John Walsh

John Walsh: Hey - that's Eric Idle at the next table

I'm just back from Los Angeles, where they make up their own rules about reality. Where your lovely hostess asks if, being British, you'd like a proper full English breakfast and you find that the bacon you're eating is Turkey Bacon, (with, according to the label, "50 per cent less fat than pork bacon") and the strangely sweet sausage is, duh, Chicken Apple Sausage (equally less fat-bearing than that awful pork stuff) and the salt you grind over your eggs isn't any old sea salt, it's Trader Joe's Himalayan Pink Salt Crystals (product of Pakistan).

John Walsh: Is university going to be worth it?

The Coalition is going degree-tastic. They're expanding the number of university places available to students with fewer than three As at A-level; they're going to allow universities which charge less than £7,500 per annum to attract more students – up to 20,000 more. Not only that. Students, according to this week's Government White Paper, will soon be giddy with empowerment. New measures will "allow" them to rate their lecturers as part of a students' charter or review; and "allow" them to complain about their courses.

John Walsh: What I learnt at the Playboy Club

The Slutwalk business has had repercussions. Men and women have been squaring up to each other all over the place. At a literary salon on Saturday night, a young woman whom I'd never met before waved her cigarette at me and said: "Why do you wear all those rings? Are you gay or something?" to which I replied, "No, I just like personal adornment."

John Walsh: Time we made our tantrums official

Now now. Temper temper. Our thoughts are with Matt Prior, the bearded and slightly alarming England wicketkeeper, who, completely by accident, smashed a window at Lord's Cricket Ground during the Test against Sri Lanka on Tuesday. True, he had just been run out for four, after getting halfway down the crease and being sent back to his wicket by Ian Bell, but these things happen.

John Walsh: Why the Queen will be among friends

The organisers of the Queen's visit to Ireland next month won't be getting any medals for tact. Were they right to prepare an itinerary that takes Her Maj into Dublin's Garden of Remembrance with its beautiful statue of falling soldiers and ascending wild geese commemorating those who died for Irish freedom; then takes her down O'Connell Street, past the GPO where the Easter Rising began in 1916, and on to Croke Park stadium where British soldiers fired on a football crowd in 1921?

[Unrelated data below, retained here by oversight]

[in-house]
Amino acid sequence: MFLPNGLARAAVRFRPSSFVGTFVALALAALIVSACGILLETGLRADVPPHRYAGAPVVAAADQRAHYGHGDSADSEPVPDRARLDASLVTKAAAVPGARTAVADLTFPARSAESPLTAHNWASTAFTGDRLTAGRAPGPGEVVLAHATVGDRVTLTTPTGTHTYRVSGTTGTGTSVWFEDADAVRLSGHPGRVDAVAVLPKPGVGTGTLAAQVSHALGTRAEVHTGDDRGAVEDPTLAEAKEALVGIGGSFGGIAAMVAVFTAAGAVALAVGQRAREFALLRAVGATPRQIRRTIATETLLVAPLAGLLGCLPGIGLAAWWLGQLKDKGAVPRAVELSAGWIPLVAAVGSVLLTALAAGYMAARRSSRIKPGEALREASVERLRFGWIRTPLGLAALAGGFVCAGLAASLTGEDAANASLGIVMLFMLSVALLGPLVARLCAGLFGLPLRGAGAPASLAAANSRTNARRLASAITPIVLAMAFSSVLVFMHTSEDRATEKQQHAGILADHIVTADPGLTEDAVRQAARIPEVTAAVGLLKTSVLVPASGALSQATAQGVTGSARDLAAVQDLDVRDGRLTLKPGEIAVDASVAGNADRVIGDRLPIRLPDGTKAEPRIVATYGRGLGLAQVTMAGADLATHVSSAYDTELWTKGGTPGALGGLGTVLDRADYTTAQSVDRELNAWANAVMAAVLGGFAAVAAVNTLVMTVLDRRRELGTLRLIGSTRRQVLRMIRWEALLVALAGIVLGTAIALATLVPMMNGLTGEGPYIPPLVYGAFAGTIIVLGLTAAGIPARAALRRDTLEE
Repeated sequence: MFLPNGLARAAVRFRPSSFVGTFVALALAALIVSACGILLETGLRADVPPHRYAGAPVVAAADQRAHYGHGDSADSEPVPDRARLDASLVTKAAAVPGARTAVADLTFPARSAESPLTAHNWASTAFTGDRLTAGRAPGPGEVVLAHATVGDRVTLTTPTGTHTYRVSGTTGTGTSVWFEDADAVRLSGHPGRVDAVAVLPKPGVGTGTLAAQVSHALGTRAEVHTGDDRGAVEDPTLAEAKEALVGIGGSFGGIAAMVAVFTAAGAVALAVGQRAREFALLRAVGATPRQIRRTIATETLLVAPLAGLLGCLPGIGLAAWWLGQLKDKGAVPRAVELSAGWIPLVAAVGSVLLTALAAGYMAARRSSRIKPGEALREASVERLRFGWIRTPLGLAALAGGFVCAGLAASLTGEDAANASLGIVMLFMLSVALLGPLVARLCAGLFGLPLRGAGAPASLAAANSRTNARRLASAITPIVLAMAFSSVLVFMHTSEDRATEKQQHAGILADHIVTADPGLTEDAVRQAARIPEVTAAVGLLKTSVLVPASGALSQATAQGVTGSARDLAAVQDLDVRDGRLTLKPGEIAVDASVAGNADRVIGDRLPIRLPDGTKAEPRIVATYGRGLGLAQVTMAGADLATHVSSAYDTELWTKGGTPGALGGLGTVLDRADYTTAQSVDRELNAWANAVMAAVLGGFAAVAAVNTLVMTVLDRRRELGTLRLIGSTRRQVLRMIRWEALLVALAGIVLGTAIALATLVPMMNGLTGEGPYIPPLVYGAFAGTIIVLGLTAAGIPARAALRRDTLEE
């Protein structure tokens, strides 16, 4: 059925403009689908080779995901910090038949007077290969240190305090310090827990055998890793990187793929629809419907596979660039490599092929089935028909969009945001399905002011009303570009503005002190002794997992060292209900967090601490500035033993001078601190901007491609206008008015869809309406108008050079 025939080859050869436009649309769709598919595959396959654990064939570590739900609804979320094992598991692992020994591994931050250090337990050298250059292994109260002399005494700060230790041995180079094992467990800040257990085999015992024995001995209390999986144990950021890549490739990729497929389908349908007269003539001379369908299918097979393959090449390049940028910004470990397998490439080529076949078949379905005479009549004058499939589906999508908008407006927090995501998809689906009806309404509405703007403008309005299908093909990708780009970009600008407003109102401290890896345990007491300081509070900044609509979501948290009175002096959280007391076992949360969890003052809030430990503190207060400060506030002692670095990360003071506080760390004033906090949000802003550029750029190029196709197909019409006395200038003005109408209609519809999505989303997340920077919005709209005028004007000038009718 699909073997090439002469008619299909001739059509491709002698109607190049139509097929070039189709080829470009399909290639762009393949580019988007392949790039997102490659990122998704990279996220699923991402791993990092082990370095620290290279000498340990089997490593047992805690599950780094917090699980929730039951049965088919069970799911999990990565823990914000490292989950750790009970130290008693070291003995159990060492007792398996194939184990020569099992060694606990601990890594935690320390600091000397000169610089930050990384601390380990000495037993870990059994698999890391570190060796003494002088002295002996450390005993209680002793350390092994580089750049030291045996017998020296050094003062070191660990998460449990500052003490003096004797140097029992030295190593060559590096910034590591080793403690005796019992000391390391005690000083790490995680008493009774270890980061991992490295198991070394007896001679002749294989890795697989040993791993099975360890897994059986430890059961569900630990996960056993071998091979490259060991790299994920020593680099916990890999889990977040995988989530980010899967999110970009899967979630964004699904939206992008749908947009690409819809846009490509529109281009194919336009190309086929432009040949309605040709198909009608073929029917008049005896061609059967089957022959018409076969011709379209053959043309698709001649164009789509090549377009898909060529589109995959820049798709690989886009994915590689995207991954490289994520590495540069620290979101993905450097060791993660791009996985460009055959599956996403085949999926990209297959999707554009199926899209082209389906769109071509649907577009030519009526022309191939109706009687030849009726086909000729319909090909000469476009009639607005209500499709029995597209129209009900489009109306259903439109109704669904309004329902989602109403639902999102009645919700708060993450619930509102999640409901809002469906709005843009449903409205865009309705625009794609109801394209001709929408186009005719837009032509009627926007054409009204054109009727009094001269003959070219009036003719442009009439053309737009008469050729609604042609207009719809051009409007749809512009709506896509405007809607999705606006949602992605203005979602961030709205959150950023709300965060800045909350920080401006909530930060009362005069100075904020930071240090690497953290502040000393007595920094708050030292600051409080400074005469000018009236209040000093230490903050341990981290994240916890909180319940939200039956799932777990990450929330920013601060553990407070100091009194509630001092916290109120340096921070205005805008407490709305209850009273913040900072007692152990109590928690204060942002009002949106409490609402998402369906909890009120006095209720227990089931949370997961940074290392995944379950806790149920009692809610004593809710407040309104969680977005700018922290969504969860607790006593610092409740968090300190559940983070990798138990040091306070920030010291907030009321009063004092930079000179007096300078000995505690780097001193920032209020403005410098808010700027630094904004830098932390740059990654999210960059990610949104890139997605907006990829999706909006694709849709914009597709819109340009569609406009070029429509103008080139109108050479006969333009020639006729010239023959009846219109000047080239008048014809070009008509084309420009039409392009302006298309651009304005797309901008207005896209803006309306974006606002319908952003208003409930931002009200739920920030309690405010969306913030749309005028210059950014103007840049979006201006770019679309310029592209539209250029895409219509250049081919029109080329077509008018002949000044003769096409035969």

John Walsh: Outside my flat, a whole lot of stress

Would you feel more or less secure if there was a policeman parked outside your house day and night? I've been wondering because, for the last three weeks, I've had what seems like half the Met hanging about, in relays, outside my flat in west London.

John Walsh: Between the sheets with Colonel Gadaffi

According to an interview, Colonel Gadaffi's favourite book is The Outsider by the British author Colin Wilson, a study of alienation, although he's also very keen on Uncle Tom's Cabin. According to my diplomatic sources, the Chinese Prime Minister Wen Jiabao routinely brings Adam Smith's The Theory of Moral Sentiments and Marcus Aurelius's Meditations with him, when he travels abroad. Vladimir Putin, his cultural attachés will tell you, is a fan of Tolstoy, Chekhov and Gogol, revealing a sliver of difference between him and his President, Dmitry Medvedev, who favours Chekhov, Bunin and Dostoevsky.

Royal Wedding: A day to remember

Three decades ago, a bride and her prince charmed the nation. Since then, scandal, sell-outs and cynicism have changed our attitudes to Royal weddings. So, asks John Walsh, will we raise the bunting this time?

John Walsh: Simon Cowell, the Booker awaits you

I went to the Man Booker Prize dinner at the Guildhall on Tuesday and bags of fun it was: the crush of 500-plus literary titans, agents, publishers and alternative-investment managers from the Man Group, the hot frocks of the ladies (the top three were wrapped around Amanda Ross of the TV Book Club, Mariella Frostrup and the poet and gossip writer Olivia Cole), the yummy rump of lamb, the sound of the impeccably patrician Sir Jonathan Lloyd distastefully trying the words "podcast," "app" and "available for download" on his tongue before confessing: "I find myself on unfamiliar ground here."